Referring now to the drawings for a more detailed description of the invention, the ylower portion of a golf club of the wood class is shown, said club comprising a steel shaft 10 which is hollow and is downwardly tapered in any suitable manner as, for example, by the stepped method commonly in -use at the present time. At the lower end of the club is a Wood head 11 having an upwardly and rearwardly extending hosel 12 the sides of which are upwardly tapered to blend into the contour of the steel shaft 10. As shown in FIG. 1, the lower end 13 of shaft 10 terminates above the upper end of hosel 12.
Shaft 10 and wood head 11 are connected by a rigid pin 14 preferably made of steel or other rigid material of similar strength. Said pin is comprised of a lower portion 15 and an upper portion 16, both of which are preferably round and upwardly tapered. The upper portion 16 of the pin 14 is stepped with respect to the lower portion 15 and has a base which is of less diameter than the upper end of the lower portion 15 to form a shoulder 17 against which the lower end 13 of shaft 10 is made to abut. Preferably, the diameter of the upper end of the lower portion 15 is substantially equal to the outside diameter of the lower end of shaft 10.
Hosel 12 and the heel of wood club head 11 have an opening 18 passing therethrough which is concentric with the hosel and which is tapered in the same direction and degree as the taper on the lower portion 15 of the pin 14. Thus when club head 11 is assembled with pin 14 by pushing pin 14 upwardly through opening 18, a
wedge fit will be produced which will become tighter,
the higher pin 14 is pushed into opening 18. This means that should head 11 be subjected to centrifugal force through pin 14 in a direction tending to move said head downwardly 'with respect to shaft 10, head 11 will only wedge itself tighter on pin 14 rather than tend to loosen and fly off as in prior yconstructions of golf club heads.
Lower end 13 of shaft 10 is flared outwardly, that is, is formed with a taper which matches the taper of upper portion 16 of pin 14 and hence, insofar as the effect of centrifugal force thereon is concerned, is constructed in the manner of the prior club heads. However, with upper portion 16 rigid and made of met-al and the lower portion 13 likewise made of metal, the use of a tapered upper portion 116 in a flared or belled lower end 13 of the shaft 10 minimizes or completely eliminates the problem of manufacturing tolerances .and in addition, adapts the assembly of the pin 14 to the shaft 10 to assembly methods presently used with iron clubs. Such tapered end 16, for example, may be substantially identical in size and degree to the tapered metal hosel of an iron golf club head, such iron golf club head being assembled to a shaft substantially identical to shaft by inserting the tapered end or hosel of the club head into a -belled or flared lower end of the shaft. The use of the metal pin 14 with its tapered exposed upper portion 16 thus makes the assembly of a wood club head to a tapered steel shaft substantially identical to the assembly of an iron club head to its shaft, and makes the relatively fragile hosel of the wood club head equivalent in strength and rigidity to the solid metal hosel of the iron club head.
For purposes of adjusting the balance of an individual club, pin 14 is made hollow from its lower end upward (as shown at 19) as far as is necessary to achieve the desired weight -for the club head. The pin may in fact be hollow and made from a thick-walled tube which is swaged or turned to produce the desired taper, and then machined to form the step 17. Individual variations from the ideal weight may be adjusted by adding a weighting material 20 to the bottom open end of pin 14. To this end pin 14 extends almost to the end of opening 18 and is then closed with a plug which is subsequently ground off to blend with the contour of the Ibottom surface 21 of the club head 11.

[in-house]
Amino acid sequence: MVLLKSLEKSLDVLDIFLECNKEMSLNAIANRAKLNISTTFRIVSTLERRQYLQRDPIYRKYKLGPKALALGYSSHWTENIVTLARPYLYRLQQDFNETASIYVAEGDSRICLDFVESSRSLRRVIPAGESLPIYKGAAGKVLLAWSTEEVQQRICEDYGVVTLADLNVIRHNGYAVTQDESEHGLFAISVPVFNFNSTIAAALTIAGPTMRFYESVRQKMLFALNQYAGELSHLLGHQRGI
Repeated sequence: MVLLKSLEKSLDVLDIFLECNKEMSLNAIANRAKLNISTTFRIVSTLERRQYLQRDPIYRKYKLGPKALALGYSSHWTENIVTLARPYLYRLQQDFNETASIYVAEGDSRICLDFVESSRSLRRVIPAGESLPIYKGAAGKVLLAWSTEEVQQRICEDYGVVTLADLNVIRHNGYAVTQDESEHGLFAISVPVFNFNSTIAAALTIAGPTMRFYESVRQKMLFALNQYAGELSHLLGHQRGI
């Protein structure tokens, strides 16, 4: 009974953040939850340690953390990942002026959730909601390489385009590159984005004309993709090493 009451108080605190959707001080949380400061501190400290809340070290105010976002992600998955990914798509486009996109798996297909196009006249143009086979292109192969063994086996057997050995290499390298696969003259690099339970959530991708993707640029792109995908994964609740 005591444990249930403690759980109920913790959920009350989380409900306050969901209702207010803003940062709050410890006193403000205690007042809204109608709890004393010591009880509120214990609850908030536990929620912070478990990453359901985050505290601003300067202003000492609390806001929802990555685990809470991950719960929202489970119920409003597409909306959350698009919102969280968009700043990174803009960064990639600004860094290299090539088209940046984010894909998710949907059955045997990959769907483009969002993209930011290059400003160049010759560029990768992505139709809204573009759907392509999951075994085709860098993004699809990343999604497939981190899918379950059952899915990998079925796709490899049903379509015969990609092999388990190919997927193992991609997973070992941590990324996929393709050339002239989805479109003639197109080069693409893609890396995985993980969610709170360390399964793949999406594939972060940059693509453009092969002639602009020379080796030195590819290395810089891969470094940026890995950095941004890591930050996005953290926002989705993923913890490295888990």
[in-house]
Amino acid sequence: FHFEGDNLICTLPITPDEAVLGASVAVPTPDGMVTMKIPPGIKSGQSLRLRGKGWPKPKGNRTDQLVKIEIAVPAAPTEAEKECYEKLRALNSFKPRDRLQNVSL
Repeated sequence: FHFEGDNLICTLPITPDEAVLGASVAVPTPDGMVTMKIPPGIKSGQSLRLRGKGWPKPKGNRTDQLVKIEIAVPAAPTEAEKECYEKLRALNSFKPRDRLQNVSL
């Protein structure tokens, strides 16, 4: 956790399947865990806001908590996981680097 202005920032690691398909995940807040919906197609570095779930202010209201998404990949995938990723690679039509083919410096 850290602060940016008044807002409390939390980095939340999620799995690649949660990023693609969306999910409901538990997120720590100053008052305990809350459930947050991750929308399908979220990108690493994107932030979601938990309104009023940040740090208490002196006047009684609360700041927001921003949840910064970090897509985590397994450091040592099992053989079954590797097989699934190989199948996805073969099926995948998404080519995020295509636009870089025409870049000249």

The means by which pin 14 is secured to head 11 may comprise simply a suitable cement such as an epoxy cement which produces a very strong -bond between `the head and pin. Other means for securing the head to the pin may suggest themselves to those skilled in the art.
It is understood that the -foregoin g description is merely illustrative of a preferred embodiment of the invention and that the scope of the invention thereore is not to be limited thereto, but is to be determined by the appended claims.
1. A golf club comprising a head having an upwardly exending hosel and a -bore extending through the head land hosel, said bore having a greater diameter at the sole of the head than at the top of the hosel, a rigid plan disposed in said bore and extending through the middle and upper regions of the head, through the hosel and beyond to provide an upper exposed end of said pin, said pin having a -form to fit closely the -bore at the head of the club and at the top of the hosel, a club shaft having a hollow lower end in snug overlapping relation to said exposed end of said pin, and means securing said club shaft lower end to said overlapped upper end of said rigid pin.
2. A golf club as described in claim 1, said head and hosel being made of Wood and said hosel decreasing in diameter from the head upward.
3. A golf club as described in claim 1, said pin terminating short of the sole of the head, and a plug in the bore at the hole closing the bore and the end of the pin, said plug being adhered to both the bore and the pin.
References Cited UNITED STATES PATENTS 1,339,638 5/1920 Velchansky etal. 287-20 XR 1,589,707 6/ 1926 Kraeuter 273-805 2,015,253 9/ 1935 Buhrke et al. 273-802 2,299,735 10/ 1942 Birkhofer 273-808 3,176,987 4/ 1965 Johnston 273-802 X RICHARD C. PINKHAM, Primary Examiner.
P. E. SHAPIRO, Assistant Examiner.
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|U.S. Classification||473/309, 473/312, 403/334, 403/292|